Religion – a tricky subject anywhere in the world – can be especially difficult to bring up in France.  There’s a broad perception (based on dozens of polls – the French seem to like contemplating this question) that France is now a mostly secular society, and that the massive influence of the Catholic church from the Middle Ages to the Revolution is mostly a historical relic.  There are thousands of ancient churches and crumbling old abbeys, but it seems rare to see a new one.  That’s why, when Karen mentioned the visit she made with her women’s group to a 20th-cenury abbey at Randol, we decided we had to go back there together to learn more about what was going […]

Central France - Auvergne - Clermont-Ferrand

Why You Need to Go To Central France

It’s the first anniversary of this blog, and that has set me thinking (again) about why the deep heart of France means so much to me – an American from the Great Plains who found himself in late career living in the center of a foreign country.  Given all the urgent issues the world throws at us, why spend time and energy on a subject so far outside my “natural” frame of reference? As it happens, right now I’m reading The Pigeon Tunnel, John Le Carré’s extraordinary autobiography.  He’s thought about this puzzle, too, first as a British spy and then as a novelist.  Why focus on any “esoteric” subject?  For Le Carré’, the question was about German culture and […]

La Sauvetat - Auvergne - Deep Heart of France

Destination: La Sauvetat, a fortified town in the deep heart of France

People in France (and many other countries, too) are often described these days as being in a high state of anxiety about their physical security in the face of terrorism, crime, and escalating conflict.  But try imagining a time when threats were so immediate that everything about your little town was built to ward off the danger.  Today’s destination – La Sauvetat, a fortified village in the deep heart of France – transports you back to such a time in the long, violent history of the country. The villagers of La Sauvetat apparently came into their fears early, even before the town had a name.  This is in one of the agricultural breadbaskets of France, only 12 miles (20 km) […]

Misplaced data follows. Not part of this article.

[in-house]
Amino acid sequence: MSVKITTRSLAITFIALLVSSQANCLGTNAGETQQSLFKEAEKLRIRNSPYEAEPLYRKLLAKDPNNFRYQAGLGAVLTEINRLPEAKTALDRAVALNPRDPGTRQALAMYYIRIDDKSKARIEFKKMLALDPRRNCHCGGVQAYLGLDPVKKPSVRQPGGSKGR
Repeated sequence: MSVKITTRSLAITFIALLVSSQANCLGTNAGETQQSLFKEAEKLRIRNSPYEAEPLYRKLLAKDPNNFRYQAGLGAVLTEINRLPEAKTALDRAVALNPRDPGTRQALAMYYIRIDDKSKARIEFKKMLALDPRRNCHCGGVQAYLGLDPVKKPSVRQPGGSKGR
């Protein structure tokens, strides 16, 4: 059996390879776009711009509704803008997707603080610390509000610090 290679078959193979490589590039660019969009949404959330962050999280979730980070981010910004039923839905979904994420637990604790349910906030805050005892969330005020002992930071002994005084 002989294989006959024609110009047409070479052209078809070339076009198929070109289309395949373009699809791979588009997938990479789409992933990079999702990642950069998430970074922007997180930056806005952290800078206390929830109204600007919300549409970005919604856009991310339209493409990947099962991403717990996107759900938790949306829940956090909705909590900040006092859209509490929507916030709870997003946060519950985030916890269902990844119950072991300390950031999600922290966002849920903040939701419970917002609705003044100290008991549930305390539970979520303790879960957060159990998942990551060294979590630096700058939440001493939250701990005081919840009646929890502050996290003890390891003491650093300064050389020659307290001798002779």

Cantal - Deep Heart of France

7 Videos to Make You Fall in Love With the Deep Heart of France

Sometimes, as we all know, words and static images just aren’t adequate to capture a feeling or an impression you get in a faraway place – we need to see movement and the passing of time to get a better feel for what it might be like to visit a place we’ve never experienced for ourselves. Since I started this blog, I’ve put a lot of effort into explaining what the “deep heart of France” means to me.  You’ve heard why I love Clermont-Ferrand and the Auvergne, and you’ve seen some of the towns officially recognized as being among “the most beautiful villages of France” – places like Blesle, Charroux, Arlempdes, and Salers.If you’ve stuck with this blog for long, […]

MOULINS – A Medieval Center of Power in the Deep Heart of France

Several newspaper stories over the past 2 weeks have commemorated the 75th anniversary of the liberation of France at the end of World War II — but they tend to focus on DeGaulle and the Allies marching through the streets of Paris.  The local papers in the deep heart of France, though, have a different, darker memory of the events of August 1944. For people in Moulins the war wasn’t over when those triumphant scenes played out in Paris.  On the same day the Nazi garrison surrendered in the capital, 56 men, 9 women and a 7-year-old child were dragged from their cells in the tower known as “Mal-Coiffée”, a 14th-century dungeon used as a prison by the occupying German […]

Never Throw Anything Away – An Intro to the French “Plan d’Urbanisme”

A few weeks ago I was in Souvigny, a postcard-perfect town in the Allier, and it made me think of computer systems.  Well, in a roundabout way… I first heard the phrase “plan d’urbanisme” when I was working in the Information Technology department of a big manufacturing company in France.  While it literally means “city planning”, in the context of IT it meant trying to figure out the thorny problem of how to integrate new applications and new technologies into an existing mass of old systems.